SBA Announces Safe Harbor for PPP Loan “Necessity” Certification

Today the SBA again updated its FAQs related to PPP loans, this time with a welcome safe harbor to the “necessity” certification required by all borrowers. In FAQ46, the SBA announced that “any borrower that, together with its affiliates, received PPP loans with an original principal amount of less than $2 million will be deemed to have made the required certification concerning the necessity of the loan request in good faith.” This is good news for many borrowers who had determined a need for the PPP loan but were worried that the SBA might not agree with their assessment.

As you are aware, over the past few weeks the “necessity” certification for a PPP loan has been in the news and on everyone’s minds. As part of the PPP application, every borrower was required to certify that “current economic uncertainty makes this loan request necessary to support the ongoing operations of the Applicant.” In response to several large public companies receiving PPP loans, the SBA issued FAQ31 which focused on whether large companies had the ability to access other sources of liquidity and reiterating the requirement that the PPP loan must be a necessity. This guidance was later extended to all borrowers, causing many borrowers to question whether the SBA would agree with the borrower’s determination that the loan was “necessary” and whether they should return the loan just to be safe. The SBA set an initial date of May 7, 2020 for borrowers to return the PPP loan if they could not meet the “necessity” certification. In FAQ43, the SBA extended the return-by date to tomorrow, May 14, 2020.

Today’s FAQ announcement clarifies that the SBA will accept that the necessity certification was made in good faith by borrowers (including their affiliates) that received less than $2 million in total of PPP loans. It also provides that borrowers receiving in excess of $2 million, while unable to rely on the safe harbor, may still be able to meet the necessity certification based on their individual circumstances. The SBA reiterated that loans in excess of $2 million will reviewed by the SBA for compliance with PPP program requirements.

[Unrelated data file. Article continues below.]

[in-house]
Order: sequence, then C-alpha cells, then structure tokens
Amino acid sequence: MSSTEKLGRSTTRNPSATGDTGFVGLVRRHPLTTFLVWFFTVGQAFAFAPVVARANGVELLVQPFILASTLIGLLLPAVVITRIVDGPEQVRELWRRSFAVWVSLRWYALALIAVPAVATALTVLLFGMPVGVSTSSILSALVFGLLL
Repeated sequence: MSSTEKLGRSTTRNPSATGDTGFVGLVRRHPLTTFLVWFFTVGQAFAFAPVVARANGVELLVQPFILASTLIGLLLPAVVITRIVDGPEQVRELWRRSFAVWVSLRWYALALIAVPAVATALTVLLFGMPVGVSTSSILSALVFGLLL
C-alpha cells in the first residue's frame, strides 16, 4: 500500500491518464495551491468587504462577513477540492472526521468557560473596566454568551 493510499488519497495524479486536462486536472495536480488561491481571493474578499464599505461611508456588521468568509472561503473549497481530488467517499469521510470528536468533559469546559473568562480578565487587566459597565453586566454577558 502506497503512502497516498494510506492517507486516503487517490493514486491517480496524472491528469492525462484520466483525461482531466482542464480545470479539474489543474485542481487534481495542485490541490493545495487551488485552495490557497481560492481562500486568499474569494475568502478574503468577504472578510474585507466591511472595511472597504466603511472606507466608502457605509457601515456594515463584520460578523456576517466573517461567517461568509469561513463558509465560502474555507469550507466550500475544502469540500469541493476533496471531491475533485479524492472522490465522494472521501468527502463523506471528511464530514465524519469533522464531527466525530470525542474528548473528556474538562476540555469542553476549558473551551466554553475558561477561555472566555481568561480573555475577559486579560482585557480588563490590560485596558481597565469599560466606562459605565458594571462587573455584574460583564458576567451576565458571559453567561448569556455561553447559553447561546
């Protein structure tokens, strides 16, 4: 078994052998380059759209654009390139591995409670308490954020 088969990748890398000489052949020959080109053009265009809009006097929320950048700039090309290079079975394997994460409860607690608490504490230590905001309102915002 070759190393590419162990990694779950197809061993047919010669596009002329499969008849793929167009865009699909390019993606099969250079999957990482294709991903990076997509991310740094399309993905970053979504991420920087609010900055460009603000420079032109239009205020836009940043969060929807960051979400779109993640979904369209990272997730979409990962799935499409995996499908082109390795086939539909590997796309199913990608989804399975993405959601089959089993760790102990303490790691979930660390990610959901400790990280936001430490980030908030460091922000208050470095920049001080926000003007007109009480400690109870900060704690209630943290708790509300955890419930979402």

The link below is the text of the FAQ, and it explains the reasoning behind this decision. https://home.treasury.gov/system/files/136/Paycheck-Protection-Program-Frequently-Asked-Questions.pdf

This communication should not be construed as tax or legal advice or tax or legal opinion on any specific facts or circumstances. This communication does not create any accountant/client or attorney/client privilege. The contents are intended for general informational purposes only, and you are urged to consult a tax advisor or lawyer concerning your own situation and legal questions.

SBA to Provide Exemption from Loan Forgiveness Reduction for Non-Returning Employees

Yesterday the Small Business Administration (SBA) issued a new FAQ which helps PPP borrowers whose employees elect not to return to work.  As set forth in the CARES Act, the PPP loan amount eligible for forgiveness is to be reduced, in part, if a PPP borrower’s average number of full-time equivalent employees during the 8-week loan period is less than the average number of such employees previously employed by the borrower. 

One issue beyond the control of PPP borrowers is employees that do not accept rehire offers, potentially effecting a PPP borrower’s ability to receive full forgiveness.  The SBA announced that they will be issuing guidance which will exclude laid-off employees that do not accept rehire offers from the loan reduction calculation if the following requirements are met:

  1. The PPP borrower makes a good faith, written offer of rehire;
  2. The rehire offer is for the same salary/wages and the same number of hours;
  3. The employee rejects the offer of rehire; and
  4. The rejection is documented by the PPP borrower.

The FAQ cautioned both employers and employees, that employees who reject offers of re-employment may forfeit eligibility for continued unemployment compensation.

Employers in Pennsylvania may want to consider completing and filing a Form UC-1921W (Refusal of Suitable Work) with the PA Department of Labor and Industry as one method of documenting the employment rejection (although the FAQ does not discuss methods of documentation).  Filing this form may also assist with an employer’s unemployment compensation rate for next year.  

If you have any questions, please reach out to us.  We are here to help. 

This communication should not be construed as tax or legal advice or tax or legal opinion on any specific facts or circumstances. This communication does not create any accountant/client or attorney/client privilege. The contents are intended for general informational purposes only, and you are urged to consult a tax advisor or lawyer concerning your own situation and legal questions.